The book is primarily a presentation of composite characters from the author's practice. Although somewhat entertaining, it doesn't discuss as much of the science about psychopathy as I would have preferred. The recording was difficult to listen to, with the narrator's inflection based mostly in volume changes rather than pitch. Words at the beginning of sentences were spoken much louder, trailing off at the end of sentences to something almost inaudible. And every 2nd or 3rd word was punctuatued with higher volume. It was almost painful to listen to at times, whle other times I struggled to hear. Quotes were even worse; while some narrators use a slightly different voice to indicate a quote, this narrator uses a breathier, lower voice. Very difficult to hear! One other comment about the recording: when a phrase seems completely disconnected from the text around it, it is a heading. No pause, no change in voice; just a disconnected phrase that the listener soon realizes was a section heading thrown between sentences.
What Charlie Wilson, the CIA and various others did was pretty extraordinary, but the telling is anything but. Mr. Crile’s choice to delve into the background of every character as a way of explaining the motivation for playing a part in the Afghan resistance is distracting. I also found it confusing the way Mr. Crile, attempting to tell the story chronologically, also bounces back and forth in time, again attempting to unveil all the significance of each event, choice, meeting, etc. Rather than rewind constantly to figure out where I was in time and where the timeline had diverged, I decided to let go of the details and try to keep track of the bigger picture. Mr. Crile fails in one other important point - at the end of the second section (of three) I found it difficult to find a compelling reason to keep listening. We already know the ending, but unlike Mr. Eichenwald’s excellent "Conspiracy of Fools," there is no suspense or intrigue here. There are colorful characters who overcome many obstacles; there are colorful stories with humorous or interesting outcomes; but those ingredients don’t complete the recipe of a good story.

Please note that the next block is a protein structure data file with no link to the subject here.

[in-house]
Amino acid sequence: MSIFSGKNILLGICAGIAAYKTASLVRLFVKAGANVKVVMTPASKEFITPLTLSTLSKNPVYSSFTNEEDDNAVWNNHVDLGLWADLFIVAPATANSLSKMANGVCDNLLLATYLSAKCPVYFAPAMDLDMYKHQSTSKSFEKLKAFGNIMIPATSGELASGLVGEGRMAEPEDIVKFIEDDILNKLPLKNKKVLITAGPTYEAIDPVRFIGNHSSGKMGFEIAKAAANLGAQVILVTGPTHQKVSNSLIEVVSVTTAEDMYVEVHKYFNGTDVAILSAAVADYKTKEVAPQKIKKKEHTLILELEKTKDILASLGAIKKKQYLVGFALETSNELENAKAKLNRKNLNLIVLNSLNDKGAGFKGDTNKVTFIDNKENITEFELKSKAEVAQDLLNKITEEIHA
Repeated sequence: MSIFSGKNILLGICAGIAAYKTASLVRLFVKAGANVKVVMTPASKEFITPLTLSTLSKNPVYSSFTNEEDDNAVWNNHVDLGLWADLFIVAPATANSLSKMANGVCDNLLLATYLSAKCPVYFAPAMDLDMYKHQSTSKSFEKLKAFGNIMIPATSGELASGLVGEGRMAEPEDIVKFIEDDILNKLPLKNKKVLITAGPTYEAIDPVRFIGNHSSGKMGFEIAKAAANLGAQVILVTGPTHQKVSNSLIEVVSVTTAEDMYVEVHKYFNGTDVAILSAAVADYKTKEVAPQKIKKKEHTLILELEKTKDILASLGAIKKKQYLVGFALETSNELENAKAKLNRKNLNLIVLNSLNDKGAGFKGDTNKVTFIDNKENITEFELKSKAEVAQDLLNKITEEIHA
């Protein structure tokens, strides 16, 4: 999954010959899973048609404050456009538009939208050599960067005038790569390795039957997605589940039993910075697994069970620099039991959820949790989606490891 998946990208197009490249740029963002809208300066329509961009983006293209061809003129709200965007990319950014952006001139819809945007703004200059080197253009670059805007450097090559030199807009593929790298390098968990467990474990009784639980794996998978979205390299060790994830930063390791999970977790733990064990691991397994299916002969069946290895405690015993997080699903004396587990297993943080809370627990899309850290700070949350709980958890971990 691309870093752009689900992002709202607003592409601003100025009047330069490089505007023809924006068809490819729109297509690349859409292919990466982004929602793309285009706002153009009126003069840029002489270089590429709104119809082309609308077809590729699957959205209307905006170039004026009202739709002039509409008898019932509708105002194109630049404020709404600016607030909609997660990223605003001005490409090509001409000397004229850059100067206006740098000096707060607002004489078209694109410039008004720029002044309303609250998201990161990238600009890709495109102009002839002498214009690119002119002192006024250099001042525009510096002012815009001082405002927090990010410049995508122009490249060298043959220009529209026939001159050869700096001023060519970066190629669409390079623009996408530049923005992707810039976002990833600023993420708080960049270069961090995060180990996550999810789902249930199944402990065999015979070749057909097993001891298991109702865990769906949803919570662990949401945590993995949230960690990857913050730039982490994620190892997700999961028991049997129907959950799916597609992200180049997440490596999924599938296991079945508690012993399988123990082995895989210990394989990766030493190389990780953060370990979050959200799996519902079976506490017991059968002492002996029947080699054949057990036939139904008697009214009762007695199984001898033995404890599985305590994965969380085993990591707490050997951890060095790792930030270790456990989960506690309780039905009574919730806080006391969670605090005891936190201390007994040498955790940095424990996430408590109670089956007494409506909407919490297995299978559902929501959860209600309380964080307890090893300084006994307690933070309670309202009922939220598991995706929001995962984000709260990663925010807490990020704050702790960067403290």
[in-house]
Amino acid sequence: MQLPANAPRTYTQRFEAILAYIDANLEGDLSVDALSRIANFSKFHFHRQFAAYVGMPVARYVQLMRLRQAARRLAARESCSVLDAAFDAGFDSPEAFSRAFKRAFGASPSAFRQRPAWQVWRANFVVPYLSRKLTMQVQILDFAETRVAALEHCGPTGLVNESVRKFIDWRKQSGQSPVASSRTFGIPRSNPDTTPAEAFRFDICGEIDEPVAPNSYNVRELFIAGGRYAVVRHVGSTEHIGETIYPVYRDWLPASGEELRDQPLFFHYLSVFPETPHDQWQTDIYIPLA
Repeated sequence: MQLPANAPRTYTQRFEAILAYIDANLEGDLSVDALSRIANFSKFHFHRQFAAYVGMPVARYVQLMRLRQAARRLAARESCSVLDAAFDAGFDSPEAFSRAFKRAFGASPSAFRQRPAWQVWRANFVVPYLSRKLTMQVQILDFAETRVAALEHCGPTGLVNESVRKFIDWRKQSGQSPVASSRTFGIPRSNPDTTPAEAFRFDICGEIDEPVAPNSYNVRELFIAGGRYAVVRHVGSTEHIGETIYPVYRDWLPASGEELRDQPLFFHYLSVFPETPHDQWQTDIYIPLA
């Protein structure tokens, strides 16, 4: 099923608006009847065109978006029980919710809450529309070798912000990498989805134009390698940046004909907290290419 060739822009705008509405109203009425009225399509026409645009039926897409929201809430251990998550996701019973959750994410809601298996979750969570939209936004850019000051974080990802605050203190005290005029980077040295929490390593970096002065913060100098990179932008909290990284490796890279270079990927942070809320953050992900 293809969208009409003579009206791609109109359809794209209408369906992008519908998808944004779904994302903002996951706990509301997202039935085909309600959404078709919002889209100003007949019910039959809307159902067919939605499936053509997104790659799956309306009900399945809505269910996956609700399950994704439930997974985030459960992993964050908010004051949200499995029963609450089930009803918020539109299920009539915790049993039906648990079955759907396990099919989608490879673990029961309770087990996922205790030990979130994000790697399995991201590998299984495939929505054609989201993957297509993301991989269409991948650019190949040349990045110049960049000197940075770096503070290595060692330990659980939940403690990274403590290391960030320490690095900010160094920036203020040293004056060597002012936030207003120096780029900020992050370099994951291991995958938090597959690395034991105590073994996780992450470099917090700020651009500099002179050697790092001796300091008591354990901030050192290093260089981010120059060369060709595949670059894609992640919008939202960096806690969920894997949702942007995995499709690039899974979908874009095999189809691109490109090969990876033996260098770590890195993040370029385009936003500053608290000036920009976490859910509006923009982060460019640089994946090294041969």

This is one of the first non-fiction books I've listened to and it is simply outstanding. It unfolds more like fiction than most of the novels I've read, but the characters and situations are far more believable and intricate than fiction could offer. Kurt Eichenwald has sifted through 20 years of Enron history, taking only the information needed to tell this story and lays it out in such a way that the listener feels part of the unfolding action. I cringed, shook and wept as if I was in the office, conference room or kitchen at that moment. Some of the credit should be given to the narrator, Robertson Dean. Mr. Dean's ability to capture the emotion with nuanced changes in tone and pace was integral to the experience.
Some may find the number of characters difficult to keep up with. There are literally hundreds, but Mr. Eichenwald does a good job reminding us of the role each plays when they enter the story after a short absence. More complicated are the dealings inside the company. I found myself glazing over at the in depth description of the finances, but quickly found that I didn't need to completely understand them. In the end it's the impact of each deal that is important, and Mr. Eichenwald sums up each deal, its meaning and its relative idiocy after giving the full explanation. The detail is simply frosting on the cake for those who understand that kind of stuff.
The unabridged book weighs in at about 30 hours, and I'm so glad I accidentally clicked on the full version. I'm wondering where I found 30 hours in under 30 days. I listened at the gym, in the car and in my home, the player attached to my hip. If you're considering whether to get the abridged or unabridged version, I highly recommend taking the plunge into the full 30 hours. You won't come up for air until it's done, and then you'll wish the pool was deeper.